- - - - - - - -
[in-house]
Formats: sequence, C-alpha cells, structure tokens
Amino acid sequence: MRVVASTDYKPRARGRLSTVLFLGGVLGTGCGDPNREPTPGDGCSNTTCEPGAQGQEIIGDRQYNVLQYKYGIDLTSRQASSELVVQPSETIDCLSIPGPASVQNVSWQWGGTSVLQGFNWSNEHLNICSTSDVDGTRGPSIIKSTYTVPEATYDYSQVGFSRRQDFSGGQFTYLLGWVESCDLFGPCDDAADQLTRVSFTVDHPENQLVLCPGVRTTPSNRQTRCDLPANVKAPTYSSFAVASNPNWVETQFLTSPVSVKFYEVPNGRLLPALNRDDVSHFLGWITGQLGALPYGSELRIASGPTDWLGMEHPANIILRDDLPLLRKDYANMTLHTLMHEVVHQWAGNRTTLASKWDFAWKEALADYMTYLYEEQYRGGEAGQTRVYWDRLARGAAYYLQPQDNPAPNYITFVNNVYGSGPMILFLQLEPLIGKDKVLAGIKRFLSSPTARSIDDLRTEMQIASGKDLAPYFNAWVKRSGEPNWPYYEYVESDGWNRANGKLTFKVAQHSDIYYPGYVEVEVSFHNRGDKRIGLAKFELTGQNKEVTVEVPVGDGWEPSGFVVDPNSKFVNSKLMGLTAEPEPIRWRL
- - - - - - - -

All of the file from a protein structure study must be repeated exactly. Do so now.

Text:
[in-house]
Formats: sequence, C-alpha cells, structure tokens
Amino acid sequence: MRVVASTDYKPRARGRLSTVLFLGGVLGTGCGDPNREPTPGDGCSNTTCEPGAQGQEIIGDRQYNVLQYKYGIDLTSRQASSELVVQPSETIDCLSIPGPASVQNVSWQWGGTSVLQGFNWSNEHLNICSTSDVDGTRGPSIIKSTYTVPEATYDYSQVGFSRRQDFSGGQFTYLLGWVESCDLFGPCDDAADQLTRVSFTVDHPENQLVLCPGVRTTPSNRQTRCDLPANVKAPTYSSFAVASNPNWVETQFLTSPVSVKFYEVPNGRLLPALNRDDVSHFLGWITGQLGALPYGSELRIASGPTDWLGMEHPANIILRDDLPLLRKDYANMTLHTLMHEVVHQWAGNRTTLASKWDFAWKEALADYMTYLYEEQYRGGEAGQTRVYWDRLARGAAYYLQPQDNPAPNYITFVNNVYGSGPMILFLQLEPLIGKDKVLAGIKRFLSSPTARSIDDLRTEMQIASGKDLAPYFNAWVKRSGEPNWPYYEYVESDGWNRANGKLTFKVAQHSDIYYPGYVEVEVSFHNRGDKRIGLAKFELTGQNKEVTVEVPVGDGWEPSGFVVDPNSKFVNSKLMGLTAEPEPIRWRL